The following is a summary, over the past one year or so, of prominent names that have announced their plans of entering or furthering their presence in the Indian WTG and components market.

Untitled - 38.jpgSiemens: This German engineering giant recently announced plans of producing its SWT-2.3-113 (Direct Drive) wind turbine in India. This 2.3-mw WTG with a direct drive is specially designed for low-velocity conditions. Siemens will manufacture this and other turbines at Vadodara, Gujarat. The production at Vadodara is slated to commence in 2013 with an annual capacity of 250 mw which will be scaled up to 500 mw by 2015 to meet market demand. The company is additionally investing in an R&D technology center at Vadodara. Late last year, Siemens announced its plans of entering the renewable energy business in India. Apart from wind energy, Siemens will also pursue opportunities in solar power equipment.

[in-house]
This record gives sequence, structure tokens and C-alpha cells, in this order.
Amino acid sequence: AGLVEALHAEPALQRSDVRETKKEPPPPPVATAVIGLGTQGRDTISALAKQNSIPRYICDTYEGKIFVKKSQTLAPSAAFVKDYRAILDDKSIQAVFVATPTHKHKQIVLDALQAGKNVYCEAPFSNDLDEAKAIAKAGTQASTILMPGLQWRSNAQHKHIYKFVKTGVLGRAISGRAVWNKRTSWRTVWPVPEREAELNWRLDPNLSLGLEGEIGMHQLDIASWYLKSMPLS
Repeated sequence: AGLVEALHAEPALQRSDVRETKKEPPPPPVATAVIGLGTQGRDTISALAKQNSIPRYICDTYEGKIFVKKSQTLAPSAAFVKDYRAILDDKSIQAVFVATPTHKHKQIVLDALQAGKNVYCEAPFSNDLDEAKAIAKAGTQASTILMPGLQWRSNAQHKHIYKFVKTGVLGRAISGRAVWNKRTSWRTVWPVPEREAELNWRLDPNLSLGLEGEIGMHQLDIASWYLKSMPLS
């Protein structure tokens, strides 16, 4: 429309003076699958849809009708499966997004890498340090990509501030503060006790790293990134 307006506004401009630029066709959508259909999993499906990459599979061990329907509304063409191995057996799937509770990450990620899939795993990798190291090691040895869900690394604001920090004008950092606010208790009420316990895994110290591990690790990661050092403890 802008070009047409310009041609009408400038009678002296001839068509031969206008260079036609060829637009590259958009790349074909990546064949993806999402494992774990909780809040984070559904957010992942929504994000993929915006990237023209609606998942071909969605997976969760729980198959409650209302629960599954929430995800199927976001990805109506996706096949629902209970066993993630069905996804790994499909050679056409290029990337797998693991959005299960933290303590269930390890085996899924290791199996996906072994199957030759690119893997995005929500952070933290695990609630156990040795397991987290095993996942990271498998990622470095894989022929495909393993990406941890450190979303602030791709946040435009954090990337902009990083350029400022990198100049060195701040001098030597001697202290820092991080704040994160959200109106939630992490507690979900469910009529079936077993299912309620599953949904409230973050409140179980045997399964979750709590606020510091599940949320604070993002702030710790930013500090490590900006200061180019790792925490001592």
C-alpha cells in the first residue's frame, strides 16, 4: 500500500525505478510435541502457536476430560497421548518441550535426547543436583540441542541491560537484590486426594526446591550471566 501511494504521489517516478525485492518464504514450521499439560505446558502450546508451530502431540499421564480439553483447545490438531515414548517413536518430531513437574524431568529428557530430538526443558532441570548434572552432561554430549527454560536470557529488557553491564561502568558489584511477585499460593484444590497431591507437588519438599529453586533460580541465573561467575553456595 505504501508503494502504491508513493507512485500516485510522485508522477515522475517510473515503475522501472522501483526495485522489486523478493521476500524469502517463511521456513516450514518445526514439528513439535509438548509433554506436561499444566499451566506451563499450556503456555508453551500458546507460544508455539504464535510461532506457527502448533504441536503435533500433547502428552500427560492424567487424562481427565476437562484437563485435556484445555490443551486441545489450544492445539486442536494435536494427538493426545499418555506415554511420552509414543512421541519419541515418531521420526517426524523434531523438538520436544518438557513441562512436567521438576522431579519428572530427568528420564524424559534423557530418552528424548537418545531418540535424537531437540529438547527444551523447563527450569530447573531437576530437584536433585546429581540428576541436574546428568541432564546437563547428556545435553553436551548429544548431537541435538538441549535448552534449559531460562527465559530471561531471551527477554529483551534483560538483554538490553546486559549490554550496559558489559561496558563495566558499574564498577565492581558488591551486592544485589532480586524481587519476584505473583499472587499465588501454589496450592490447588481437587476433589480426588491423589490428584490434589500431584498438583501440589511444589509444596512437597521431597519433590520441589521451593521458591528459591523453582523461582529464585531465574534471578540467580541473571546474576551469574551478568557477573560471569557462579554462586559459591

Kenersys: Kenersys India, part of the Kalyani (Bharat Forge) Group, very recently launched its new K100 2.5-mw turbine. Equipped with Kenersys' "Synerdrive" technology, the turbine will be manufactured at the newly-inaugurated Baramati plant in Maharashtra. The turbine was launched in the global market in 2007 and is being used by Vattenfall, considered as amongst the largest wind power utility globally. The Baramati plant is set up over an area of 35 acres and a built up area of 5,600 sqm. Apart from the K100 turbine, the production facility will also manufacture the K82 2.2-mw turbine.
WTG Manufacturers in India*
WTG Ratings
Elecon Engineering
Enercon India
Essar Wind
Emergya Wind Technologies
750, 900, 2000
850, 2000
GE Wind
1500, 1600
Ghodawat Energy
Global Wind Power
750, 2500
Inox Wind
Kenersys India
1350, 1500
Pioneer Wincon
ReGen Powertech
RRB Energy
600, 1800
RK Wind
600, 1250, 1500, 2100
Vestas India
1650, 1800
Xyron Technologies
*List is not exhaustive; excludes makers of low-rating WTGs
Source: GWEC